Manchester Master Builder Auditions Report [Interview]

James Shields traveled all the way from Ireland to Manchester in order to audition for a master builder spot at the new LEGOLAND Discovery Center there. We announced the auditions last week, and James went to check it out. He’s posted photos for everyone, and graciously agreed to this interview about the process.

TBB: Thanks for telling us about your experiences in Manchester, James. Let’s get started: Was this an all-day affair?

JS: Yes, it ran from about 10am until nearly 5pm.

TBB: Did they give you a building challenge? If so, what was it?

JS: There were two building challenges. For the first round we had 15 minutes to build an animal of our choice. This sounds easy,. but 15 minutes disappears incredibly quickly. I built a polar bear (though it started out intending to be a gorilla). About half of the candidates got through to the second challenge, which was to build a face. Again, it was up to us what face we wanted to build, and what techniques we wanted to use. I went for the fantasy author Terry Pratchett because I’m a fan of his work, and I thought he looked distinctive. Again an hour is very tight for this, so I concentrated on the centre of the face, with a view to expanding it if there was time left over. I built upwards, using sculpting techniques, and was quite pleased with the result, although I only got from the lips to the forehead (it would have been nice to include the beard and Terry’s distinctive hat). There were some excellent builds, and I wouldn’t have liked to be judging, but I was very pleased to get through to the final four and the interview stage.

TBB: Were there a lot of other AFOLs there trying for the job? What about non-AFOLs?

JS: Most of the participants were AFOLs to some degree, and there were clearly some very talented builders. However, one of the finalists hadn’t touched a brick in ten years – he said that Lego had inspired him to become a professional modelmaker using other materials.

TBB: What did the non-AFOLs think of the hobby, assuming they were aware of it?

JS: The one I spoke to said he was seriously thinking of unpacking his old Lego collection.

TBB: Do you think that being an active LEGO hobbiest helped you out in this process, or was that not a factor in what they were looking for?

JS: Definitely. I think the biggest factor was the skills I’ve developed over the last few years. In the interview stage I also stressed AFOL activities I’ve been involved in and how they are (hopefully) relevant to the position.

TBB: The big question for me, was it fun?

JS: Yes, I thoroughly enjoyed the whole day, especially the building challenges.

TBB: Is there anything else you’d like to add about the process?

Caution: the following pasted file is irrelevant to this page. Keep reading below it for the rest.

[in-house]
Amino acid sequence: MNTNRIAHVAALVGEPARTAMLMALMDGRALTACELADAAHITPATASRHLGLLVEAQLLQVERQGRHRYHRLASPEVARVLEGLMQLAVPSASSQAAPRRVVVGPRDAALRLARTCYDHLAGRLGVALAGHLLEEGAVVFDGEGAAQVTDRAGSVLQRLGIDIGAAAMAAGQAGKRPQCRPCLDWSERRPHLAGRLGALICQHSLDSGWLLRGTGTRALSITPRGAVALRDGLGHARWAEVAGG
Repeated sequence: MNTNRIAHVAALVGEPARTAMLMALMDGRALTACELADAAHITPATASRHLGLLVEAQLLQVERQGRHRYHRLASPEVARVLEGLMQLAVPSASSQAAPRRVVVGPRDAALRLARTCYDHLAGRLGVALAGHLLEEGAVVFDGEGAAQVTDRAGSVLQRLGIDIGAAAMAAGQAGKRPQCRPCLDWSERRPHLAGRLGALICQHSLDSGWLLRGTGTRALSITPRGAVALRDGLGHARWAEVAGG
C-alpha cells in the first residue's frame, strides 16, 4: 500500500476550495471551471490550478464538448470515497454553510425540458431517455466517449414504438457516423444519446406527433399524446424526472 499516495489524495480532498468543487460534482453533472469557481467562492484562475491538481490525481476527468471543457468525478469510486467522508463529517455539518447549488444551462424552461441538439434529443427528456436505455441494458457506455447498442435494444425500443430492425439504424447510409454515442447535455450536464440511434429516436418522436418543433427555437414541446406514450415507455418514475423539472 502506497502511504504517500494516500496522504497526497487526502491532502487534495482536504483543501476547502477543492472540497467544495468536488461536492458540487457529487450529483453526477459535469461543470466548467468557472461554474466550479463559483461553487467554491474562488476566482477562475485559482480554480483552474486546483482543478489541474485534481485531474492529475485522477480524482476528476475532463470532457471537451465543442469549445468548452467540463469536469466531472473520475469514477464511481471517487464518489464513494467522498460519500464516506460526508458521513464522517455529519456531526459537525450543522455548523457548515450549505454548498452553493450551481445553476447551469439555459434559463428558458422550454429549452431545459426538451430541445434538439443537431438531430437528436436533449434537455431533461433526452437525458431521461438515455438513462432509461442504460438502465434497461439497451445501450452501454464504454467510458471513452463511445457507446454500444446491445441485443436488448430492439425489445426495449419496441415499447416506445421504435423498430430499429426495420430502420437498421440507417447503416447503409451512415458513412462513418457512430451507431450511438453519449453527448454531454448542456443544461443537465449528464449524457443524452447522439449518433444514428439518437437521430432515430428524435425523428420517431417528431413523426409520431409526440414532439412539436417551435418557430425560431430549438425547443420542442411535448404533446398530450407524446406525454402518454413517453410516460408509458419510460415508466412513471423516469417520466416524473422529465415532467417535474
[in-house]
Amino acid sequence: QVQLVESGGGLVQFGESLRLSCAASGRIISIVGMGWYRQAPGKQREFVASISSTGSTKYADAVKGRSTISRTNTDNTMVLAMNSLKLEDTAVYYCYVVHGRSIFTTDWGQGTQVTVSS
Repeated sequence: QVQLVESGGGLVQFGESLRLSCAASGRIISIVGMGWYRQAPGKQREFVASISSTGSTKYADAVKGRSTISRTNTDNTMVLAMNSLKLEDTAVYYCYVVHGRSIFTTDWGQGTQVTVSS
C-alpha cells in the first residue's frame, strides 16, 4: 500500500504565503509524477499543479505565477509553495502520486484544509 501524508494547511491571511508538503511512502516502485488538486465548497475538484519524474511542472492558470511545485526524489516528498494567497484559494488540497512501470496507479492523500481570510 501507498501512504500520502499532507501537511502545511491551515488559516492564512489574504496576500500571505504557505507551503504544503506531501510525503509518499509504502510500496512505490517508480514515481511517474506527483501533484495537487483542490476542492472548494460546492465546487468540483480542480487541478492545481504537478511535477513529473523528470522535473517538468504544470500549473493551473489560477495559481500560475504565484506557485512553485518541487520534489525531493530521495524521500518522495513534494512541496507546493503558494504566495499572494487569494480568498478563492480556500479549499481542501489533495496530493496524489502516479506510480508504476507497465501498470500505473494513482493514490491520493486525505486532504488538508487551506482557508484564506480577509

JS: A major part of the event was to win publicity for the LDC, so everything was under the scrutiny of cameras, and we were all interviewed to camera several times during the day. It was made clear that PR was part of the modelmaker’s role, and as a result they wanted someone who can handle it.

9 comments on “Manchester Master Builder Auditions Report [Interview]

  1. Dan Post author

    Leigh, James asked me to make a point of his travel from Ireland to Manchester. I think the bigger deal about it was that he traveled on the same day that he was auditioning, so it was exhausting.

    I’ve also noticed that Europeans seem to think of cities being close together or far apart in completely different terms than Americans do.

  2. Catsy

    It’s worth noting that while they’re not that far from each other in absolute terms, Ireland and England are on different islands/landmasses separated by anywhere from 12 to 100 miles of water. There are ferries, the most direct of which between Dublin and Manchester is about 60 miles across the water. It’s not like flying to Africa, but it’s still not a trivial day trip.

  3. lostcarpark

    Thanks for the comments, guys. As mentioned, distances between European cities tend to be smaller than in the US, but we do have a few bodies of water that get in the way.

    I left my house about 6:30am on Friday, drove to Dublin Airport, got a 7:45 flight to Liverpool (I could have flown to Manchester, but when I was booking it was a little too expensive), got a coach from Liverpool airport to Manchester, and arrived at the hotel where the auditions were taking place about 10:30.

    It worked out pretty well as I got to meet up with some of my UK AFOL buddies on Saturday.

  4. lostcarpark

    ^ Yes he did. :-) Huge thanks to Robert Clarkson, and to Pete Reid and Yvonne Doyle for all their help with lifts and places to stay.

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